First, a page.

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Cabinets of Curiosities Hardcover – October 1, 2011


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Product Details

  • Hardcover: 256 pages
  • Publisher: Thames & Hudson (October 1, 2011)
  • Language: English
  • ISBN-10: 0500515948
  • ISBN-13: 978-0500515945
  • Product Dimensions: 0.9 x 0.1 x 1.2 inches
  • Shipping Weight: 4 pounds (View shipping rates and policies)
  • Average Customer Review: 4.4 out of 5 stars  See all reviews (8 customer reviews)
  • Amazon Best Sellers Rank: #95,696 in Books (See Top 100 in Books)

Editorial Reviews

From Library Journal

In this sumptuously illustrated volume, Mauries (Jean Cocteau) presents the long history of cabinets of curiosities-grand accumulations of rare, exotic, or unusual objects either natural or human-made, displayed in decorative cases or entire rooms. The earliest documented case, from late 15th-century Italy, was a collection of books as well as a variety of botanical and zoological specimens (including a stuffed crocodile). Collections have also included textiles, scientific and musical instruments, ethnographic objects, automata, paintings, silverware, and mummified anatomical specimens. That the fascination with collecting-as well as with organizing these collections in some artistic fashion-has continued through the centuries is evident in the "shadow boxes" by 20th-century artists such as Joseph Cornell. In many ways, this book is a cabinet of curiosities in itself-crammed with fascinating images and information. While the images are the book's strength (the author is affiliated with the beautifully illustrated Italian journal FMR), some are used as background to the text, thereby either obscuring or being obscured by the printed page. Even worse, some lack captions or have captions that are erroneous. In addition, the book suffers from not having an adequate index or a glossary to help with the many foreign and esoteric terms used. Although the book is fun to browse through, it shouldn't be considered a necessary purchase.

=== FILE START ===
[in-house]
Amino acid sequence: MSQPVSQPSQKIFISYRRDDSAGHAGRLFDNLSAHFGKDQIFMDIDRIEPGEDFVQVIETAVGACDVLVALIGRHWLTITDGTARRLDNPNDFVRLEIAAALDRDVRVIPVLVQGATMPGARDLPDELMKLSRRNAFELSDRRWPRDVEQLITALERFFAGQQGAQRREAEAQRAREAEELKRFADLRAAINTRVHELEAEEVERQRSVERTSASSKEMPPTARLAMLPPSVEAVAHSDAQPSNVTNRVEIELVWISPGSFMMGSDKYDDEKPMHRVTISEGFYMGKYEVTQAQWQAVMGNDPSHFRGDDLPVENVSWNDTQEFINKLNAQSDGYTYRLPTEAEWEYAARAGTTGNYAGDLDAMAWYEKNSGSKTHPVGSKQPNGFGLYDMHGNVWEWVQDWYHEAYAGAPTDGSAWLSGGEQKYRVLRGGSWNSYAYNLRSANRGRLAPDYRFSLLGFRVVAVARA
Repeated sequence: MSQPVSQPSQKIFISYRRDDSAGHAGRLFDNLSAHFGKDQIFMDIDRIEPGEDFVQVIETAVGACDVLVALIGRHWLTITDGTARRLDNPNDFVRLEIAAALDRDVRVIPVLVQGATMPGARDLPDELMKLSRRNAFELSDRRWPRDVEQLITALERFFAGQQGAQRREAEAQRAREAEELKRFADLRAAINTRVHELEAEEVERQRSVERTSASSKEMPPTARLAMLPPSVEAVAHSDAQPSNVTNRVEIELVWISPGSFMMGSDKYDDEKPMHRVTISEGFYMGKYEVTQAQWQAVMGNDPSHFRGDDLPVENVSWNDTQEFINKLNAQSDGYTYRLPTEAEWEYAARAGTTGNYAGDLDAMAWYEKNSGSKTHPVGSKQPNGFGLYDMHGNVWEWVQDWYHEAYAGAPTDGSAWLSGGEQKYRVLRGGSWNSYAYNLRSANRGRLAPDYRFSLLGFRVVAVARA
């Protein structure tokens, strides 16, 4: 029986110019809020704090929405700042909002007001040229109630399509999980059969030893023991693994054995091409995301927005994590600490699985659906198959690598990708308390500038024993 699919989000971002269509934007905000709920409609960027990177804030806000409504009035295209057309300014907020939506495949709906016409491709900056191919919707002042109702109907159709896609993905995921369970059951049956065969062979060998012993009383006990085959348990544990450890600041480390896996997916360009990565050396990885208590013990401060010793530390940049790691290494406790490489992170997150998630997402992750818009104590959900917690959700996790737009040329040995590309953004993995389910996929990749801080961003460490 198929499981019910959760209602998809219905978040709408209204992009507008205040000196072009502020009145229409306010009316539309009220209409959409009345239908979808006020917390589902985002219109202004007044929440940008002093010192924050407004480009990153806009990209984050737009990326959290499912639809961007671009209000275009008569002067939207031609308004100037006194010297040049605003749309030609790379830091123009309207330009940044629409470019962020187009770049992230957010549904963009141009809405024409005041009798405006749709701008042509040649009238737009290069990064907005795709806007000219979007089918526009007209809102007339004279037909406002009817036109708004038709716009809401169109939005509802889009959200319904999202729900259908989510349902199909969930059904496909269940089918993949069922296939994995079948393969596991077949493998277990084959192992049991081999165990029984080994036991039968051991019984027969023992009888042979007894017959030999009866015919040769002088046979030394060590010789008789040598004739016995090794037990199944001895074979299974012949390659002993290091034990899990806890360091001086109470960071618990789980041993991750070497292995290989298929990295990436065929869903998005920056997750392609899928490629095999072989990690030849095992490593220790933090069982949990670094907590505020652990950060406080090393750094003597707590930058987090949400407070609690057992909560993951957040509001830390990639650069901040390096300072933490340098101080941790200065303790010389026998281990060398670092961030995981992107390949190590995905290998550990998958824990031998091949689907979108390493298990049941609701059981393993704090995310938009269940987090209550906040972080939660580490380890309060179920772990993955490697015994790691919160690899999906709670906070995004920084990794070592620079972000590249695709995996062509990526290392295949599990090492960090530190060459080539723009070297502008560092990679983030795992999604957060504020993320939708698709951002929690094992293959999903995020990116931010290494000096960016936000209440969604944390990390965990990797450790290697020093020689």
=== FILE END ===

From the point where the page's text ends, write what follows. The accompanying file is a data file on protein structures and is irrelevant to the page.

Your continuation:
Margaret Gross, Chicago P.L.
Copyright 2002 Reed Business Information, Inc. --This text refers to an out of print or unavailable edition of this title.

Review

“Packed with so many images it will appeal to art libraries as well, but is recommended here for its special interest to collections appealing to collectors of oddities.” (The Midwest Book Review)

“Mauriés’ tour of strange objects is entertaining and fascinating. His chapters . . . reflect a deeply intellectual appreciation.” (Antiques & The Arts Weekly)

“[This book] is an entertaining read with hundreds of images of both the collectibles and the elaborate presentations fashioned for them during the great age of collecting.” (The Bloomsbury Review)

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Most Helpful Customer Reviews

73 of 73 people found the following review helpful By R. Hardy HALL OF FAMETOP 500 REVIEWER on December 1, 2002
Format: Hardcover
It is a chaotic world out there. It would be nice to bring that chaotic world in to a room, or even into a cabinet, and sort it all out, top to bottom. There have been those who have tried this, collectors who aspired to gathering parts of the world that would sum it all up, and place them together so that those parts could reflect upon each other. This quixotic aim is beautifully depicted in a big illustrated book, _Cabinets of Curiosities_ (Thames & Hudson) by Patrick Mauriès. You can look at the lavish illustrations here, and gain a bit of understanding of the obsessions of the collector, and you might look around your own relatively meager curios, and recognize some envy.
Mauriès speculates that the precursors of such cabinets were the relic collections in medieval churches. Such collections might have started with supposed pieces of saints or of the True Cross, but eventually included bizarre tangents like a vial of milk from the breast of the Virgin, or the rod used by Moses. The magical air of such a collection, but these cabinets were secular, built not by monks, but by kings and other wealthy men. As collectors perfected their assemblies, they sought out rarities, and this tended to make the collections full of idiosyncratic freaks. These sorts of marvels were to fill the viewer with wonder, but tastes in such things change. As the eighteenth century approached, wonder itself was regarded as a "low, bumptious form of pleasure," a credulousness which was out of place with scientific enquiry. Mauriès demonstrates that even though the collectors tried to emphasize relationships between the items in the cabinets, the surrealists were equally good at assembling items whose conjunctions would be without meaning.